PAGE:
One day, one of the monkeys had a sudden thought. He realized that there was only a single gorilla, and that there were hundreds of monkeys. Individually, they were powerless, but together they were strong. Even with the gorilla’s greater strength, they could overwhelm him with sheer numbers. Upon realizing this, the wise monkey gathered all the others into a huddle where they created a plan. They would rid themselves of their unwanted leader finally and by any means necessary.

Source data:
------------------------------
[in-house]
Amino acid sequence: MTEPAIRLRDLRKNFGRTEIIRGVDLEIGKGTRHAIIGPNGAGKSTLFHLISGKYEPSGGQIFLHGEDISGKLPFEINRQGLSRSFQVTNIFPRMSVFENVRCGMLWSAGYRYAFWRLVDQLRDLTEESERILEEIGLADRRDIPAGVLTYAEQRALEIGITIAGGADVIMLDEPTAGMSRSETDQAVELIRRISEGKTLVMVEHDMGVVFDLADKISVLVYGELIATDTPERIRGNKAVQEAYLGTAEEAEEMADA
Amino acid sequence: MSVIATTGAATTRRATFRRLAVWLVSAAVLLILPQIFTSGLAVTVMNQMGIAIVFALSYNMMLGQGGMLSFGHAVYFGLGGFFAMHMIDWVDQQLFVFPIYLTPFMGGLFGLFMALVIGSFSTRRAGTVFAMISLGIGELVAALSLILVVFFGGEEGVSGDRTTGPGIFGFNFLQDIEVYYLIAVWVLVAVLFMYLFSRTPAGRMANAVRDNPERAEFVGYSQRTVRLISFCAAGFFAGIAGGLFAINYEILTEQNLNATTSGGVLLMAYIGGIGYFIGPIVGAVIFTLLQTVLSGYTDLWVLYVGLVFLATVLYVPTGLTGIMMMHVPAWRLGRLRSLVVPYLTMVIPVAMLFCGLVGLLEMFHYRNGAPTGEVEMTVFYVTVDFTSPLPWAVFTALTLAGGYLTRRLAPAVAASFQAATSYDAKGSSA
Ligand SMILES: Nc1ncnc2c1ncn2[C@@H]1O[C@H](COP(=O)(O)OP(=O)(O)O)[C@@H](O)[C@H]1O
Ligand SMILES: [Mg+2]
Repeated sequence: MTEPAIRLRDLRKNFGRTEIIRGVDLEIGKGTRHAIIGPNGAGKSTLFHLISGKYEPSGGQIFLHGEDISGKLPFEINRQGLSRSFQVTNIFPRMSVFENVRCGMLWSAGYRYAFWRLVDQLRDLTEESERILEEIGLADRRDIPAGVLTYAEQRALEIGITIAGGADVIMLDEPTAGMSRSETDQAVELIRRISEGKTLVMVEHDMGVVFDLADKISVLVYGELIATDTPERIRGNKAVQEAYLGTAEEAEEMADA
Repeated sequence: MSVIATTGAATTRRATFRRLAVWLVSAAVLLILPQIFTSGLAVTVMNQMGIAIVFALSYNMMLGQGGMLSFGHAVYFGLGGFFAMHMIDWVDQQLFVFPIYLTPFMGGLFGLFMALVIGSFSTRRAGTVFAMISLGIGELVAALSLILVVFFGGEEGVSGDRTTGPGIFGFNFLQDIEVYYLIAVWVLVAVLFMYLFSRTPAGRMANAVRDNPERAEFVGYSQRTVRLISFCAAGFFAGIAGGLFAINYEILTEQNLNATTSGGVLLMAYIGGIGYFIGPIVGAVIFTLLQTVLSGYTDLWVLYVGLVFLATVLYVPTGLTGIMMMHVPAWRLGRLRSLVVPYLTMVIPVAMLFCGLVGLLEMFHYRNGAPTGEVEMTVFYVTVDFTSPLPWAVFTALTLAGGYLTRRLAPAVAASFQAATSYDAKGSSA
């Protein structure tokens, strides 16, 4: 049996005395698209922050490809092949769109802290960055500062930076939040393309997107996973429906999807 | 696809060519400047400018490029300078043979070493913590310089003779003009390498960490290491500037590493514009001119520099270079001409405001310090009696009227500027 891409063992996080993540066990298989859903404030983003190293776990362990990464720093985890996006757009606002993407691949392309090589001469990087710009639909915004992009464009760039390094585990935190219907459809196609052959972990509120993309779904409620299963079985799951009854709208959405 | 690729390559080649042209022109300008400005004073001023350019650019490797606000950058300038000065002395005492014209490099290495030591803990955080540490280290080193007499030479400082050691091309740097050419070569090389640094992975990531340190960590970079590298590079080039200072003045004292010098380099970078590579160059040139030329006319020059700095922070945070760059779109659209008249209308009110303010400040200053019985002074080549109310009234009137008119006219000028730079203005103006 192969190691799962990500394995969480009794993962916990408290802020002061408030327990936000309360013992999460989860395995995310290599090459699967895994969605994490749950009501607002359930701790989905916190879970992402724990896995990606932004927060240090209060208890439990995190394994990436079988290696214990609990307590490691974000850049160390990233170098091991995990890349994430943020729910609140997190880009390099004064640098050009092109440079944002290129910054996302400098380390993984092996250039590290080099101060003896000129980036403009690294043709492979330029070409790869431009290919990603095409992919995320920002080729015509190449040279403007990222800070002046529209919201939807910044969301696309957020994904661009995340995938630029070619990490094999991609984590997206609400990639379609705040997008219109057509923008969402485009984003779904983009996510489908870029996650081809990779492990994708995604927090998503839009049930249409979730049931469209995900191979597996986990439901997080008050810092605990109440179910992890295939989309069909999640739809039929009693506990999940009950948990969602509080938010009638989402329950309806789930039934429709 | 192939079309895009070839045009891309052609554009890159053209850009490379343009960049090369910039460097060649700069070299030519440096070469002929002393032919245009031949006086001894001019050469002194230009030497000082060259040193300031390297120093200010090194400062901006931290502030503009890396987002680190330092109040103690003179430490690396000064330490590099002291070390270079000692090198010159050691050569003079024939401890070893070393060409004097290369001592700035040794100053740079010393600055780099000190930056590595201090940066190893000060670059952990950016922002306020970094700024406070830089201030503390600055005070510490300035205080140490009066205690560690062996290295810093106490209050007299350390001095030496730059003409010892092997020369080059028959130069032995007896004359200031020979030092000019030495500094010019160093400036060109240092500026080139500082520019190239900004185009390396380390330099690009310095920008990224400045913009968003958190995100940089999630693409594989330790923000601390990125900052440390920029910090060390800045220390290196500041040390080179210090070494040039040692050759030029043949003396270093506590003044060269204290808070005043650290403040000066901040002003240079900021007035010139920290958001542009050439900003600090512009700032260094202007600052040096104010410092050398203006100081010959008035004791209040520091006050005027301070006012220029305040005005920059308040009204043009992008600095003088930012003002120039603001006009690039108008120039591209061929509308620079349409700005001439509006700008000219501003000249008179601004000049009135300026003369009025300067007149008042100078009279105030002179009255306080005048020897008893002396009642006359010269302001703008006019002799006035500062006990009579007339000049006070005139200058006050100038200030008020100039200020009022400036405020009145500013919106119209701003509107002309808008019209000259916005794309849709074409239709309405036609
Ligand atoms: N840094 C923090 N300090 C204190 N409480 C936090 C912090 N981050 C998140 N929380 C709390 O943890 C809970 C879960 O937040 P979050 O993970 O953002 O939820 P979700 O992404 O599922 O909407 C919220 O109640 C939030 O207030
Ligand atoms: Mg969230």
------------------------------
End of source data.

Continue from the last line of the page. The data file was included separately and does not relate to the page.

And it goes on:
The gorilla awoke that night to an incredible surprise. He was in the middle of his cave, surrounded by hundreds of monkeys. He did not have a chance to react before he was set upon by a wild frenzy of claws and teeth. Shock quickly gave way to arrogance, as the gorilla was confident in his superior strength to brutalize the monkeys back into submission. With each swing of one of his mighty arms, a half dozen monkeys would fly back. With each pound of his fist, another half dozen monkeys would collapse unconscious on the ground. Despite his strength, the longer the fight went on, the more tired he got. For each monkey that he beat into the ground, another three took its place, clawing and scratching and biting. The wounds they inflicted were tiny and barely noticeable, but each one sapped his strength a little drop.